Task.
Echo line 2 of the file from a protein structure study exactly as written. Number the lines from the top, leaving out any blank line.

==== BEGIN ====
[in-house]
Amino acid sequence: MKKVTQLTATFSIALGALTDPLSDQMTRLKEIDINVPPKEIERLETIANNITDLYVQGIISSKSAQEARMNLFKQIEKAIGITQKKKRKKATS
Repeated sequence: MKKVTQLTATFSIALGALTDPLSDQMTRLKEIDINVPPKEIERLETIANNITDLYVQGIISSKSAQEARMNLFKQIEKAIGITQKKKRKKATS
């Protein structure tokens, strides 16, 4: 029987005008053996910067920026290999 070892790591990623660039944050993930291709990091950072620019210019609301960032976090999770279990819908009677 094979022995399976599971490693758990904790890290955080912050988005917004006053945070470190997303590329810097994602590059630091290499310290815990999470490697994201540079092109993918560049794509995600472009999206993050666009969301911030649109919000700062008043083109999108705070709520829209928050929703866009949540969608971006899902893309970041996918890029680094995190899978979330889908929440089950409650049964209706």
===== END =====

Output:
Amino acid sequence: MKKVTQLTATFSIALGALTDPLSDQMTRLKEIDINVPPKEIERLETIANNITDLYVQGIISSKSAQEARMNLFKQIEKAIGITQKKKRKKATS